Title:
Hani rings
Kind Code:
A1


Abstract:
Hani rings are the first type of rings designed and sized to be fit to be worn at different places on the finger—between the first knuckle and below the nail, between the second knuckle and the first knuckle, or below the second knuckle to the regular traditional position of the ring, the bottom of the finger. Close detail has been paid to each of the rings' weight, thickness, width, and shape for extreme comfort to enable this innovative, new, original way of wearing rings and expressing oneself comfortably, fashionably, and in a practical manner. Various ring designs and sizes, and different positioning, can be mixed and matched to make one's own style different each day.



Inventors:
Ehsanipour, Roxanna (Burlingame, CA, US)
Ehsanipour, Bita (Burlingame, CA, US)
Application Number:
10/968247
Publication Date:
04/20/2006
Filing Date:
10/18/2004
Primary Class:
Other Classes:
63/42
International Classes:
A44C9/00
View Patent Images:
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Primary Examiner:
LAVINDER, JACK W
Attorney, Agent or Firm:
Roxanna Ehsanipour (Burlingame, CA, US)
Claims:
1. What we claim as our invention is jewelry/ornamental objects/or any material designed/developed to be worn at various positions on the finger or any other position besides solely the traditional position of the bottom of the finger with or without extensions that cover just the tops of the second and third sections of the finger and besides those designed to be worn right under the first knuckle with extensions to the fingernail for the sole purpose of adorning the fingernail (the term “ring” has been used here loosely to define such material but untraditional forms/materials are included).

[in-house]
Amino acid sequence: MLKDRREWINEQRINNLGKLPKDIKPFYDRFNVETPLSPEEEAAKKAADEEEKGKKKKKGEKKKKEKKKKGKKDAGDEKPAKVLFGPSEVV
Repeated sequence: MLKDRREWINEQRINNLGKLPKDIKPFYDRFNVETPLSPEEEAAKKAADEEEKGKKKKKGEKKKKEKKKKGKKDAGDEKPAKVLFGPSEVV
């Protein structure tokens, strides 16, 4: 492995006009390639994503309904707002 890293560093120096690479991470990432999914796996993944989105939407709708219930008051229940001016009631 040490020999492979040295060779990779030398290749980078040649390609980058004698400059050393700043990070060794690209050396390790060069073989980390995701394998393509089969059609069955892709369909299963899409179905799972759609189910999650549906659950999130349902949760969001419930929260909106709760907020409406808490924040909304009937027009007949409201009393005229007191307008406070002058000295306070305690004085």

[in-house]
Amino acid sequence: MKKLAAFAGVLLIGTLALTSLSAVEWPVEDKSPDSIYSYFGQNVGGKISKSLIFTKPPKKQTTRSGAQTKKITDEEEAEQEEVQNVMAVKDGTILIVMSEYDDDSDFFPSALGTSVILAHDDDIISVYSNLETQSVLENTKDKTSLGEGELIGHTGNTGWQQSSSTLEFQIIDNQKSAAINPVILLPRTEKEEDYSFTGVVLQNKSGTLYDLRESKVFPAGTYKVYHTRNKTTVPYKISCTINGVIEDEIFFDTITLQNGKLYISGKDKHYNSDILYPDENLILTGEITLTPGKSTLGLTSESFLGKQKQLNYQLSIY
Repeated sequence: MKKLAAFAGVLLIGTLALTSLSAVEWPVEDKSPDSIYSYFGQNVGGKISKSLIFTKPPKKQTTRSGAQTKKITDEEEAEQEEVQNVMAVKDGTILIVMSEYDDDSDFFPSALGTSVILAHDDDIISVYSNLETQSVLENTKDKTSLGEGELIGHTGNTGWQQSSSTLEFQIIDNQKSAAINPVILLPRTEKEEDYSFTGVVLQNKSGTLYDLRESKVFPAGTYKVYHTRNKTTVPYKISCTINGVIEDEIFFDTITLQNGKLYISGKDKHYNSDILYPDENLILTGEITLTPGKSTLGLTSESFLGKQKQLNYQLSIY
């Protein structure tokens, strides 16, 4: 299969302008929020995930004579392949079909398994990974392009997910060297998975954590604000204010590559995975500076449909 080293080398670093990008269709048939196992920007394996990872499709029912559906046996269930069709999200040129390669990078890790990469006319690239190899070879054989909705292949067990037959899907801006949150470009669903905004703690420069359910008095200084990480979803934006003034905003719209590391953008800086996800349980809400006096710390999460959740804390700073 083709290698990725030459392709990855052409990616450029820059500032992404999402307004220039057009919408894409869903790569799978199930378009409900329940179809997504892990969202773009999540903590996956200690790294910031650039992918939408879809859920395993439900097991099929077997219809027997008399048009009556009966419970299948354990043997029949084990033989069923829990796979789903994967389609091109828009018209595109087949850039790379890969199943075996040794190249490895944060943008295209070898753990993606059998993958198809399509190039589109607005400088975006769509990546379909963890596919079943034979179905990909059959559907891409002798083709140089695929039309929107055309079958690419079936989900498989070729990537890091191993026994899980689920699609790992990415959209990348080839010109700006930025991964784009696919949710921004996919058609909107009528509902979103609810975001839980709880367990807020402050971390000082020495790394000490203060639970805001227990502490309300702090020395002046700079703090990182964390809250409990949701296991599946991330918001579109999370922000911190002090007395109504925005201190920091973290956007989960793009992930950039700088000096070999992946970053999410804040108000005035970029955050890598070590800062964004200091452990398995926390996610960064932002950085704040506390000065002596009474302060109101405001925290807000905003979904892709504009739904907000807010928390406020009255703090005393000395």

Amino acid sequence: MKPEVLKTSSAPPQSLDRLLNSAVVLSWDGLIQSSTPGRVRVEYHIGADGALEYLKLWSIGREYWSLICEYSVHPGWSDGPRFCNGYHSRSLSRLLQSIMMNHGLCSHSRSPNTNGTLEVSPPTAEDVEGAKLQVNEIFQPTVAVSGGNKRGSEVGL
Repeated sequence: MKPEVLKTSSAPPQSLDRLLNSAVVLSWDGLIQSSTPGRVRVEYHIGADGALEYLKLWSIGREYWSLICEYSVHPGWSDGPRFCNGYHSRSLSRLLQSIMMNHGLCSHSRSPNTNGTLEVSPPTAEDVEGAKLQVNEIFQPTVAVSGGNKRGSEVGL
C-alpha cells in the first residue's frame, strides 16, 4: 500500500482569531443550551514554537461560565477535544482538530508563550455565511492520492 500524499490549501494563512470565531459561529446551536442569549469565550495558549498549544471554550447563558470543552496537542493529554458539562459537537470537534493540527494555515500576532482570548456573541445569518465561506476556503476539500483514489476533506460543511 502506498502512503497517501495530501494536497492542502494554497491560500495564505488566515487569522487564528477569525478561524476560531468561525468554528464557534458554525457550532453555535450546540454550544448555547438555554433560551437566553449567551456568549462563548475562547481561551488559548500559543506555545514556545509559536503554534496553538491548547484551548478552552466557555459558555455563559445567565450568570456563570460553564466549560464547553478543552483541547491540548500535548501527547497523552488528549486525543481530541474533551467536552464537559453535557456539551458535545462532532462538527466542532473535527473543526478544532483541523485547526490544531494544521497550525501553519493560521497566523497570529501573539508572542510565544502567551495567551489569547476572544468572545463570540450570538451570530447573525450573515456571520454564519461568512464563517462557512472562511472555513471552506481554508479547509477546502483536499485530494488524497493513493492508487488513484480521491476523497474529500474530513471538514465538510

Description:

CROSS-REFERENCE TO RELATED APPLICATIONS

Not Applicable

STATEMENT REGARDING FEDERALLY SPONSORED RESEARCH OR DEVELOPMENT

Not Applicable

REFERENCE TO SEQUENCE LISTING, A TABLE, OR A COMPUTER PROGRAM LISTING COMPACT DISK APPENDIX

Not Applicable

BACKGROUND OF THE INVENTION

1. Field of Invention

The Hani rings invention revolutionizes the jewelry and fashion field and the definition of “ring”, i.e. some kind of material used to adorn the finger. Specifically, this invention breaks away from and challenges the traditional definition of “ring” for adorning the finger and broadens the lines of creativity and fashion by enabling the adornment of various positions on the finger, not just the bottom of the finger that joins the palm of the hand.

2. Description of Prior Art